“Made in Brazil”: Human Dispersal of the Brazil Nut (Bertholletia excelsa, Lecythidaceae) in Ancient Amazonia1

@article{Shepard2011MadeIB,
  title={“Made in Brazil”: Human Dispersal of the Brazil Nut (Bertholletia excelsa, Lecythidaceae) in Ancient Amazonia1},
  author={Glenn H. Shepard and H. F. Ram{\'i}rez},
  journal={Economic Botany},
  year={2011},
  volume={65},
  pages={44-65}
}
Abstract“Made in Brazil”: Human Dispersal of the Brazil Nut (Bertholletia excelsa, Lecythidaceae) in Ancient Amazonia. The Brazil nut, Bertholletia excelsa, is a colossal tree of terra firme forest whose seeds represent the most important non-timber forest product in Amazonia. Its peculiarly inefficient dispersal strategy and discontinuous distribution have led some to hypothesize anthropogenic origins, but evidence to date has been inconclusive. Here we present results of a multidisciplinary… 
The distribution of the Brazil nut (Bertholletia excelsa) through time: from range contraction in glacial refugia, over human-mediated expansion, to anthropogenic climate change
Brazil nut (Bertholletia excelsa) is one of the most important non-timber forest producing tree species in the Amazon. One aspect related to the sustainability of Brazil nut that has so far received
Growth rings of Brazil nut trees (Bertholletia excelsa) as a living record of historical human disturbance in Central Amazonia
TLDR
It is demonstrated that the expansion of a post-colonial political center from the middle of the 18th century onwards coincided with a reduction in recruitment of B. excelsa, and this hiatus suggests the interruption of indigenous management practices, probably due to the collapse of pre-Columbian societies.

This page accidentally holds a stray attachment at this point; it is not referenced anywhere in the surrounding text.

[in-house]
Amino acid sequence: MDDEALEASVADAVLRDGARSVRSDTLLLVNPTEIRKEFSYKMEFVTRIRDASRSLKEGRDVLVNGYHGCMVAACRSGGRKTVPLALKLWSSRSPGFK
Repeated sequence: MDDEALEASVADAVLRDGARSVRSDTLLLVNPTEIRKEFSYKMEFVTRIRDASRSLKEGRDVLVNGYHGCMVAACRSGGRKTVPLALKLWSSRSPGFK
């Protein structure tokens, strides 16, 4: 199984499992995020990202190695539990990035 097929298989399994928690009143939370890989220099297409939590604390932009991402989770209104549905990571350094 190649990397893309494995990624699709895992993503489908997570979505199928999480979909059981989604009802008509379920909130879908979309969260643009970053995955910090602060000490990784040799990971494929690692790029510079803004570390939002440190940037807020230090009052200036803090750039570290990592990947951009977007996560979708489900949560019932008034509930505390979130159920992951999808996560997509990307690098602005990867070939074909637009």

Anthropogenic Landscape in Southeastern Amazonia: Contemporary Impacts of Low-Intensity Harvesting and Dispersal of Brazil Nuts by the Kayapó Indigenous People
TLDR
The results show not only that low-intensity Brazil nut harvesting by the Kayapó people does not reduce recruitment of seedlings, but that harvesting and/or associated activities conducted by traditional harvesters may benefit B. excelsa beyond grove borders.
Diversity of Treegourd (Crescentia cujete) Suggests Introduction and Prehistoric Dispersal Routes into Amazonia
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It is concluded that treegourds introduced into the Amazon Basin and Mexico share a common ancestry with a currently unknown origin, and the patterns of genetic diversity across Amazonia allow two hypotheses of the routes of introduction: a northwestern introduction into the Negro and Solimoes Rivers, and an eastern introduction from the coastal Guianas into theAmazonas River.
The evolving role of Bertholletia excelsa in Amazonia: contributing to local livelihoods and forest conservation
In the last three decades, Brazil nut ( Bertholletia excelsa ) has emerged as a cornerstone species for Amazonia. This has gone hand-in-hand with the creation of extractive reserves, an alternative
Phylogeography of Brazilian pine (Araucaria angustifolia): integrative evidence for pre-Columbian anthropogenic dispersal
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The estimated dispersal time required for the species to reach its MOD from its putative refugium without human help is not consistent with the rapid and recent expansion of the species, which argues that humans played an important role in expanding the distribution of the currently endangered species.
Landscapes with Araucaria in South America: evidence for a cultural
South American Araucaria species include Araucaria araucana (Mol.) C. Koch (Argentina and Chile) and Araucaria angustifolia (Bert.) O. Kuntze (Brazil and Argentina). Both species produce nut-like
Domestication in Motion: Macrofossils of Pre-Colonial Brazilian Nuts, Palms and Other Amazonian Planted Tree Species Found in the Upper Purus
ABSTRACT Evidence from several earthwork-building societies has recently been discovered in Amazonia that challenges existing theories about precolonial, human-environment interactions. Combining
Influence of conspecific negative distance-dependence and fire events on recruitment of Brazil nut (Bertholletia excelsa) in the Peruvian Amazon
TLDR
These findings suggest that a better management of fallow land and more controlled use of fire in land uses neighboring Brazil nut stands could be a cost-effective manner to increase recruitment rates.
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